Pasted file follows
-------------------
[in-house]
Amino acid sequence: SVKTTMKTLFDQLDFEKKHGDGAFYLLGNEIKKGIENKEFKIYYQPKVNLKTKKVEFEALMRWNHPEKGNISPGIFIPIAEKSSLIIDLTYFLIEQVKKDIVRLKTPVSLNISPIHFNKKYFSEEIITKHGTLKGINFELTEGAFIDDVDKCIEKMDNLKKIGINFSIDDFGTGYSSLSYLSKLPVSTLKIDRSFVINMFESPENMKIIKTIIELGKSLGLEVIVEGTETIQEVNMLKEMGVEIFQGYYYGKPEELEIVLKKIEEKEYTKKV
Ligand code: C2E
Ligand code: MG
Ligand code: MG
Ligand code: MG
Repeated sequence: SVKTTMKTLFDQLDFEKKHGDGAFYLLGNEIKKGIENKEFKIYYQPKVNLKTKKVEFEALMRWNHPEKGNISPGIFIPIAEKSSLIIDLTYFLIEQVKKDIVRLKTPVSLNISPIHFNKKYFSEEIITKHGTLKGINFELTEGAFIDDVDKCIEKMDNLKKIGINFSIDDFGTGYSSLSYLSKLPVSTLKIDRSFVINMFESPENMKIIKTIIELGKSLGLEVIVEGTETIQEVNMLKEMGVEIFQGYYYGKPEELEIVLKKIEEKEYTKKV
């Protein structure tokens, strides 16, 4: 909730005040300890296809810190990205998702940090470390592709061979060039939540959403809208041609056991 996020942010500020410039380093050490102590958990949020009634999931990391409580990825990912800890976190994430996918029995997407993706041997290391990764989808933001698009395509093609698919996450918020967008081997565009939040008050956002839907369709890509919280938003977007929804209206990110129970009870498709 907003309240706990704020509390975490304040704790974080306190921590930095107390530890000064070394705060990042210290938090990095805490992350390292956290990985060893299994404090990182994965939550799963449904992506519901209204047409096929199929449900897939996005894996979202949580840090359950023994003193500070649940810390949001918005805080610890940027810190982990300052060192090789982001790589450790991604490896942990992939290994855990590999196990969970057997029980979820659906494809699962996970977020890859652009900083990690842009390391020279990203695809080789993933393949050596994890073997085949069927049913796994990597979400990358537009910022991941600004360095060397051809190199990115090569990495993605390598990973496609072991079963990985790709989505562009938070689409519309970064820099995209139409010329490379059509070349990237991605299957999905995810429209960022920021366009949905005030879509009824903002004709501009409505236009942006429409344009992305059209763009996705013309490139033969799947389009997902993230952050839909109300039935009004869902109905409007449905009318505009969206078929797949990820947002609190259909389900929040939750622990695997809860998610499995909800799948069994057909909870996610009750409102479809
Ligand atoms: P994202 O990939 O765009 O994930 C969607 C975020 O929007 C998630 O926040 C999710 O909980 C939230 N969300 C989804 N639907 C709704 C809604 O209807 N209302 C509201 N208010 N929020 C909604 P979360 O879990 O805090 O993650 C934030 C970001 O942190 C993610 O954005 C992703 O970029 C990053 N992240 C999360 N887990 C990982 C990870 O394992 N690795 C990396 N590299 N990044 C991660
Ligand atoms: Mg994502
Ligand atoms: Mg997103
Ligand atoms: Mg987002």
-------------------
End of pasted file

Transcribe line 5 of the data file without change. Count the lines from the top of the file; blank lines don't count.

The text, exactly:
Ligand code: MG